Chemical Reaction of Photosynthesis

    Now that you are aware of the different types of chemical reactions that can occur around you, let's take a look at the chemical reaction happens in photosynthesis.

    Photosynthesis is the process of using solar energy to convert carbon dioxide (CO2) and H2O into carbohydrates (glucose) and oxygen (O2).

    The process and chemical reaction of photosynthesis is shown in the figure below.

    Chemical Reaction Examples

    Lastly, let's look at some examples involving chemical reactions. Let's start with the following reaction: \( \text{Zn + AgNO}_{3}\to \text{Ag + Zn(NO}_{3}\text{)}_{2} \).

    Can you guess which type of chemical reaction it is? Well, if you guessed that it is a decomposition reaction, you are right!

    Now, let's amplify the difficulty a bit and solve a problem similar to what you might see in your exam.

    What type of chemical reaction occurs between CoCl3 and Ba(OH)2?

    $$ 2\text{ }COCl_{3}\text{ + } 3\text{ }Ba(OH)_{2}\text{ }\to\text{ }3\text{ }BaCl_{2} \text{ + }2\text{ }Co(OH)_{3} $$

    1. Combustion
    2. Single replacement
    3. Double replacement
    4. Decomposition
    5. Synthesis

    The chemical reaction above is an example of a double replacement reaction because cations and anions of the two reactants "switched places" to form two new compounds.

    Now, I hope that you feel more confident in your understanding of chemical reactions!

    Chemical Reactions - Key takeaways

    • A chemical reaction is a process that results in the interconversion of chemical species.
    • Synthesis reactions are reactions in which two or more substances combine to form a new substance, whereas decomposition reactions are chemical reactions in which one substance gets converted into 2 or more substances.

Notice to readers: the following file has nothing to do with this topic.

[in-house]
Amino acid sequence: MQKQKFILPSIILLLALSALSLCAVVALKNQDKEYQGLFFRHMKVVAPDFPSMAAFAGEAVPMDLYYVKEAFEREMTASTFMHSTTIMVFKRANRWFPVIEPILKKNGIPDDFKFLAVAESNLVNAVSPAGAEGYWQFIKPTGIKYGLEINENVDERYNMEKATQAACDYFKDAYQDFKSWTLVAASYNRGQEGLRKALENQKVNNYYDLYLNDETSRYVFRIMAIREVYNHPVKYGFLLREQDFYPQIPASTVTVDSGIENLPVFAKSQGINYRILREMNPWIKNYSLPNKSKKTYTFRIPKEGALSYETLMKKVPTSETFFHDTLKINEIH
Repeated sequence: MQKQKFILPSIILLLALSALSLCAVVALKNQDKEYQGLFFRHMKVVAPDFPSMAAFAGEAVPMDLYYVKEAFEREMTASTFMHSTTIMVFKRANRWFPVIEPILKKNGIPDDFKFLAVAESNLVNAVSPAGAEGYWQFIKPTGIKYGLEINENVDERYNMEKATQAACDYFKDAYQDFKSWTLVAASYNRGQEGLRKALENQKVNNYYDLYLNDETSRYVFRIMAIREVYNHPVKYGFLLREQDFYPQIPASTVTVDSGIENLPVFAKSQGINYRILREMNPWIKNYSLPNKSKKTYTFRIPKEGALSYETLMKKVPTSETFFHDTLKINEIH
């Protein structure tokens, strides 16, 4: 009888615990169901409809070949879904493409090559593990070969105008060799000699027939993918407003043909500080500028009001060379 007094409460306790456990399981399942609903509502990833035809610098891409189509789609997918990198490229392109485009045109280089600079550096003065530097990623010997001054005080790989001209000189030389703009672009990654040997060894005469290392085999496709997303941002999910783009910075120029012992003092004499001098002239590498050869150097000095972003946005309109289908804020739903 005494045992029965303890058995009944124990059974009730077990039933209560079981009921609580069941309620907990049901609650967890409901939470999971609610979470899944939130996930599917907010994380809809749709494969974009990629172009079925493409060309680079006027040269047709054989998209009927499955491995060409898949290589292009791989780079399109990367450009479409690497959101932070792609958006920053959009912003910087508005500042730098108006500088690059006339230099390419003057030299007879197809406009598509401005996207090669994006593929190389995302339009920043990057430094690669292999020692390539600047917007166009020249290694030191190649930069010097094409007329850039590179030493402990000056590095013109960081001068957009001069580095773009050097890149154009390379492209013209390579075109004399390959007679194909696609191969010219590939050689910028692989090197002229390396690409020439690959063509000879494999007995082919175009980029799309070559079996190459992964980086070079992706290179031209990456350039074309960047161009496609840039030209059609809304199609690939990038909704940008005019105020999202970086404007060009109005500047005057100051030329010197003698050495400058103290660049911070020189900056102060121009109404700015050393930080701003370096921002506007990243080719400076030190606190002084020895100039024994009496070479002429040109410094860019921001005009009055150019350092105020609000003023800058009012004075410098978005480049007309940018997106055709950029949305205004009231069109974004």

• Redox reactions are reactions in which electrons are transferred from one species (oxidized) to another species (reduced).
    • Combustion reactions are reactions involving a hydrocarbon reacting with oxygen (O2) to produce carbon dioxide (CO2) and water (H2O).
    • Single replacement reactions occur when one element in a compound is replaced by another element.
    • Double replacement reactions occur when two compounds reacts in aqueous solutions, causing the cations and anions of the two reactants to "trade partners or switch places" to form two new compounds.

    References

    1. AP ® Chemistry COURSE AND EXAM DESCRIPTION Effective Fall 2020. (n.d.). https://apcentral.collegeboard.org/pdf/ap-chemistry-course-and-exam-description.pdf
    2. David, M., Howe, E., & Scott, S. (2015). Head-Start to A-level Chemistry. Cordination Group Publications (Cgp) Ltd.
    3. Jespersen, N. D., & Kerrigan, P. (2021). AP chemistry premium 2022-2023. Kaplan, Inc., D/B/A Barron’s Educational Series.
    4. Moore, J. T., & Langley, R. (2021). McGraw Hill : AP chemistry, 2022. Mcgraw-Hill Education.
    5. Princeton Review (Firm. (2020). Fast track chemistry : essential review for AP, honors, and other advanced study. The Princeton Review.
    6. Zumdahl, S. S., Zumdahl, S. A., & Decoste, D. J. (2019). Chemistry. Cengage Learning Asia Pte Ltd.
    Frequently Asked Questions about Chemical Reactions

    What happens during a chemical reaction?

    During a chemical reaction, different substances combine to form a new substance. When this happens, we see changes in color, gas formation, temperature changes, or even the formation of a precipitate.

    What will increase the rate of a chemical reaction?

    Increasing temperature, concentration, and surface area will increase the rate of a chemical reaction. 

    What is a chemical reaction?

    A chemical reaction is when different chemicals are combined to produce a new substance.

    How do enzymes speed up chemical reactions?

    Enzymes are catalysts that work by increasing the rate of a reaction. They achieve this by lowering the activation energy needed to start a reaction.

    What are the reactants in a chemical reaction?

    In a chemical reaction, reactants are the chemicals on the left side of the equation. Reactants will react with each other to form the product.

    Test your knowledge with multiple choice flashcards

    True or false: chemical reactions consist of reactants and products.

    ____ are the chemicals on the left side of the chemical equation.

    ____ are the chemicals on the right side of the equation.